Knowing this and seeing where the locations were made my Christmas giving easier for me and a great gift for our son – there was even one in the city that he lives in!    We typed up a certificate offering him either two half day seminars or one full day seminar.  If he decided to travel to go to these seminars, then he would be responsible for the travel.

Each seminar has a different photography focus and I wanted  him to find the one that best suited his needs.  He chose “Creative Travel Photography”.

If you want to give a gift of photography or if you would like to improve your photographic skills or take them to a different level, please go to this link for  National Geographic  and find the seminar that holds your interest.

Here are a few of the pictures that he has taken during someof his travels.  I hope you enjoy them and if you want to look at more or perhaps purchase some, please go to this website.

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Puerto Limon, Costa Rica – Rain Forest Aerial Tramway Excursion

Our last stop on our eleven night cruise was at Puerto Limon in Costa Rica.  This was the only port that had a number of local vendors right at the docks in a huge tent.  I imagine that there is some government involvement as to who is actually selling their wares as all the vendors are wearing the same “uniform”.  Also in the tent you can get a pedicure, manicure and massage.  I’ve had a pedicure here twice!

I had been here before and had gone on a boat ride on the Tortuguero Canal, stopped at Bonita Beach, visited Dole Banana Plantation, saw cashew trees  and had lunch at an authentic restaurant on a bluff overlooking the harbor.  Since I had seen so much, I decided to stay on the boat (other than getting my pedicure).  Blogger Friend Susan did take an excursion and she has written about her aerial tramway tour in the Rain Forest in Costa Rica.  Here is her account:

Our day in Costa Rica dawned early and brightly. The sun rose as we pulled into port at Puerto Limon (San Jose) on Tuesday, Jan. 20, 2015. After a brief rain shower, the sun came out and the temperatures were warm. It was not nearly as humid as it had been in Panama.

I was up early, excited to see a new place.   I had already packed my day bag with bottles of water, a hat, sunscreen, a few snacks, camera, binoculars and bug spray (which had been recommended.) Those going ashore on HAL excursions gathered in the Vista Lounge and waited to be called by group.   The cruise line offered quite a variety of day trips, as we were going to be in port for a long day.

I chose the Rain Forest Aerial Tram trip, which lasted over seven hours, for $124.95. We boarded a comfortable, air-conditioned bus right at the dock. Our guide Dennis was quite personable and knowledgeable. As we passed banana groves, pineapple fields, coffee plantations and views of the fog-covered semi-active volcano ranges; he gave us many facts about what we were seeing. Our driver Freddie did a wonderful job of navigating the potholes, truck traffic and narrow sections of road. Rain overnight and that morning had caused landslides in several areas. Our drive to the rain forest took almost two hours, but we were allowed to pass traffic on the “wrong” side of the road in order to meet our appointed time there. A baby sloth was spotted in one of the coconut palms, so we pulled over to watch it hang upside down.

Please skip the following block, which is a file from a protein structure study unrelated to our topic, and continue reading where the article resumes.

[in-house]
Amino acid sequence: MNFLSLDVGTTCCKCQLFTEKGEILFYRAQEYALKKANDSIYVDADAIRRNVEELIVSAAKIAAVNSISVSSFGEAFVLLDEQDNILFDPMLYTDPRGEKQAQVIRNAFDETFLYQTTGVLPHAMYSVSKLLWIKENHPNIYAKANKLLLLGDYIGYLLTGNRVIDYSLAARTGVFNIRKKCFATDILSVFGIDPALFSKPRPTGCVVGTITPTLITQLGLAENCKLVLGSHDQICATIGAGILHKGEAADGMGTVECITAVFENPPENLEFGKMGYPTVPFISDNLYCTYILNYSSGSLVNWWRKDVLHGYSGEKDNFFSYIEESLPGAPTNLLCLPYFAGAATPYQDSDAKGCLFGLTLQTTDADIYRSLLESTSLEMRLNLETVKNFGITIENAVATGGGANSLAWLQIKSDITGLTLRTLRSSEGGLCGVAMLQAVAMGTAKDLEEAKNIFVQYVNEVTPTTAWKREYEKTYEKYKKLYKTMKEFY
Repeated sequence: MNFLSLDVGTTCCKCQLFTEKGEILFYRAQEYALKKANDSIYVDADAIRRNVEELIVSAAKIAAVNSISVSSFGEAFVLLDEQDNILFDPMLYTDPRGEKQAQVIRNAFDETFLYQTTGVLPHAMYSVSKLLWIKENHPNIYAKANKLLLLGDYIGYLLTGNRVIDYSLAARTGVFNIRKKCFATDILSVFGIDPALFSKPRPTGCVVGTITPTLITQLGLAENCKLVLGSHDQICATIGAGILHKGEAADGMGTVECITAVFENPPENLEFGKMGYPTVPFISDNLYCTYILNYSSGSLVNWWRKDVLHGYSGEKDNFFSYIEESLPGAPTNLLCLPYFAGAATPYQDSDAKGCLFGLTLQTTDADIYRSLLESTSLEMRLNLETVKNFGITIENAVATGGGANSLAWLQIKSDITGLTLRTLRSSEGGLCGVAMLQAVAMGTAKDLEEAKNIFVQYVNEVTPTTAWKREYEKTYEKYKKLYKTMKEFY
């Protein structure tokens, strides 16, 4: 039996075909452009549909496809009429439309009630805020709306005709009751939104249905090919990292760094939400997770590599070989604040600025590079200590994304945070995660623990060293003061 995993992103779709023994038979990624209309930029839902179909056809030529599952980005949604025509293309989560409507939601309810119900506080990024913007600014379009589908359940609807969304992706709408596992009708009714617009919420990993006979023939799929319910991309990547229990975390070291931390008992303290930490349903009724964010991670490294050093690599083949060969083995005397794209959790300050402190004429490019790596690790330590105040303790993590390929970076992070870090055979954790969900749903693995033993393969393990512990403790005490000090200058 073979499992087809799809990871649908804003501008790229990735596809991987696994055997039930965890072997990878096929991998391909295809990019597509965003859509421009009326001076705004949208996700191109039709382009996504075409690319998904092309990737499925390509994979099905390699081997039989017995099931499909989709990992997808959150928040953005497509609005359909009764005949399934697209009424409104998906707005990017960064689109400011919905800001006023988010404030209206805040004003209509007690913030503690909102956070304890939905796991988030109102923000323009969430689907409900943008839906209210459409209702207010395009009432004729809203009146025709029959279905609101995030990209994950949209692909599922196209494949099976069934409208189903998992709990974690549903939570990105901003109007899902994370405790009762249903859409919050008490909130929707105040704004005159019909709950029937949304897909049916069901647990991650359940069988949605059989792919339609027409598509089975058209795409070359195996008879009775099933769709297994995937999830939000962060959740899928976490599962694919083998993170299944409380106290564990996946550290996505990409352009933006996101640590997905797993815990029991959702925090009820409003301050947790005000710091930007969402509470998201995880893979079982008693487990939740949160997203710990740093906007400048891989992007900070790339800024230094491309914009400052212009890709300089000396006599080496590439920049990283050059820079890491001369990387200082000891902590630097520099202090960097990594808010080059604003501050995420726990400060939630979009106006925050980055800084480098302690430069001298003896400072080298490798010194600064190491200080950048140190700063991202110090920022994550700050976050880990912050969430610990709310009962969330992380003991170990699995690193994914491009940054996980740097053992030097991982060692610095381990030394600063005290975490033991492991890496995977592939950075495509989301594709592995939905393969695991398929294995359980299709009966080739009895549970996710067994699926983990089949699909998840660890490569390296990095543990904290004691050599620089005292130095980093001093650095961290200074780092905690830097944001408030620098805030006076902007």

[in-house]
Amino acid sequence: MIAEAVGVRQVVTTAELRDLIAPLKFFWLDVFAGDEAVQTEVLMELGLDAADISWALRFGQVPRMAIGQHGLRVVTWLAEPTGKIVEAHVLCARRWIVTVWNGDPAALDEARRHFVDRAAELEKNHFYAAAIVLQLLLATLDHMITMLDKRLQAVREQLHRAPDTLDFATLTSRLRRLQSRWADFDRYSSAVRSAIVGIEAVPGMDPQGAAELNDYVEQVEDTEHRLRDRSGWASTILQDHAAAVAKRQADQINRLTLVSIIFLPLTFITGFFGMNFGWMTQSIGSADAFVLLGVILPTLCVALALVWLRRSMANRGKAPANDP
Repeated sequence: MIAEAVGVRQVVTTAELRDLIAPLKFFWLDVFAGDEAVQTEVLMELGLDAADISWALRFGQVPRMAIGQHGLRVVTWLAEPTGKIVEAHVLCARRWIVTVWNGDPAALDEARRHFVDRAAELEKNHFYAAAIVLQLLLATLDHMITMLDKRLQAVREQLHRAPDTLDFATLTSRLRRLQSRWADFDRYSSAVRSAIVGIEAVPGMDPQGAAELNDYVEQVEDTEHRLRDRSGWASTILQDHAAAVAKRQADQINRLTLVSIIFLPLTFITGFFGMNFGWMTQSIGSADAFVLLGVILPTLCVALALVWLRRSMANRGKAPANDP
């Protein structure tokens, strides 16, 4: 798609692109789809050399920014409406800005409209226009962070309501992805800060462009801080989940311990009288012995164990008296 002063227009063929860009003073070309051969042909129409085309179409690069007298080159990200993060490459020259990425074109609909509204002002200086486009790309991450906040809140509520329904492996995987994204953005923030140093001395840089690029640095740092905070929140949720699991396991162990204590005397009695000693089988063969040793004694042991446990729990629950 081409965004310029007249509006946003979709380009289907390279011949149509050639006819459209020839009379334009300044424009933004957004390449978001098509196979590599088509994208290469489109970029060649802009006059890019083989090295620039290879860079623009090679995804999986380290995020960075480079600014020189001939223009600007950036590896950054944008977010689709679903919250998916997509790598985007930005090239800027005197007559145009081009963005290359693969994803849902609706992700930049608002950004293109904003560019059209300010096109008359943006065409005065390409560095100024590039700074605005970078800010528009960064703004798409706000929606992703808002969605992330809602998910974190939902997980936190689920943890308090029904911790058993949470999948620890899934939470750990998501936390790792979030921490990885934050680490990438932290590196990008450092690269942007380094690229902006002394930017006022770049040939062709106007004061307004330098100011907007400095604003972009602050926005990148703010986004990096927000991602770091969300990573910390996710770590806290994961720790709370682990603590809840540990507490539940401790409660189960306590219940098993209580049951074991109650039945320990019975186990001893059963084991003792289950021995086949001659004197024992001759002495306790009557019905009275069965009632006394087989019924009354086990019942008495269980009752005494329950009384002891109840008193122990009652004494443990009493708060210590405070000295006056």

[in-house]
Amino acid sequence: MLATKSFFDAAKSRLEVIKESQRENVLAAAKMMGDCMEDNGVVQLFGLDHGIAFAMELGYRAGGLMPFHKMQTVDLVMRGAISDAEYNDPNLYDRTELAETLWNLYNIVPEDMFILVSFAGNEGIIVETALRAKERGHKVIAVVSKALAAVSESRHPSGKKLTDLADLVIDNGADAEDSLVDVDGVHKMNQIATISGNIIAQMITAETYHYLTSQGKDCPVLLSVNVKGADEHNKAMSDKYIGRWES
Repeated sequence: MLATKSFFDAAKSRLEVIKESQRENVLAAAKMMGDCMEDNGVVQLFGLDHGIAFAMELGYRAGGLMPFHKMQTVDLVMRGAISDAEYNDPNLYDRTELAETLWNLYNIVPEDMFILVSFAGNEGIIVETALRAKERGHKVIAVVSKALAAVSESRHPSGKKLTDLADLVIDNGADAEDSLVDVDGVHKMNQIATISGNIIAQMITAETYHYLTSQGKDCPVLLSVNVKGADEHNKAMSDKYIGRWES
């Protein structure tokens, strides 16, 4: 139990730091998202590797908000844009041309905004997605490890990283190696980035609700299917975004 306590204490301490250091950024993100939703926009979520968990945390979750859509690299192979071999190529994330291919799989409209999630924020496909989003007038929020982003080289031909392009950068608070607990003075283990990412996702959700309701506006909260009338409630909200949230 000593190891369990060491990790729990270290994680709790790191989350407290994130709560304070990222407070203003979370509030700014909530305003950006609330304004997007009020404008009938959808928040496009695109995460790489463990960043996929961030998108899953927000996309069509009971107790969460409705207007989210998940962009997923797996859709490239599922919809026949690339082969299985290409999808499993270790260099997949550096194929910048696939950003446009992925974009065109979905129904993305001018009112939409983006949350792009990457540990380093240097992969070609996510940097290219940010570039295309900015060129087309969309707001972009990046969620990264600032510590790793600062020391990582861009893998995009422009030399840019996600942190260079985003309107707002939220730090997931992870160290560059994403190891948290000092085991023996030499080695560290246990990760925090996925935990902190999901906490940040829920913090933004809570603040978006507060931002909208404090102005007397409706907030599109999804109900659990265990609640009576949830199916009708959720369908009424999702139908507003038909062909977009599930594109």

Costa Rica is known world-wide for its progressive environmental policies and sustainability, and has a high literacy rate. The government has announced a goal for it to become the world’s first carbon-neutral country.

The Rainforest Adventures Atlantic activities can be found at www.rainforestadventure.com. It received Trip Advisor’s Certificate of Excellence.   Its property borders Braulio Carrillo National Park.

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Our bus of forty passengers was divided into two groups upon arrival. Half the group went on a 20-25 minute walk with Manuel, an enthusiastic guide. The path was clean, packed dirt or concrete with slight elevation changes. He stopped often to discuss the floor and sub-canopy species of plants. We heard many birds, and saw evidence of travel through the area by animals (most of whom are nocturnal.) If you did not want to walk; there was a shaded, covered area with benches to wait. There was also an air-conditioned gift shop with bathrooms conveniently nearby.

When we returned, we climbed aboard a seven person gondola for a 70-75 minute excursion through the canopy of the rain forest. Our guide Damien was thrilled to be able to show us several birds and butterflies, including the beautiful blue Morpho.

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The tram runs in two directions, one higher and one lower, so you actually see different layers of the rain forest. He pointed out and explained many different plants, bushes and trees at each level.

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A wonderful typical Costa Rican lunch awaited us on the patio. We had been encouraged to try to mixed guava/papaya juice and the white soursop drink, both of which were delicious. Buffet choices included chicken, rice, black beans, fresh fruit, salad and warm plantains.

As we awaited our shuttle bus back to the parking lot, a sloth and baby snake were spotted. What fun to watch the sloth right over our heads.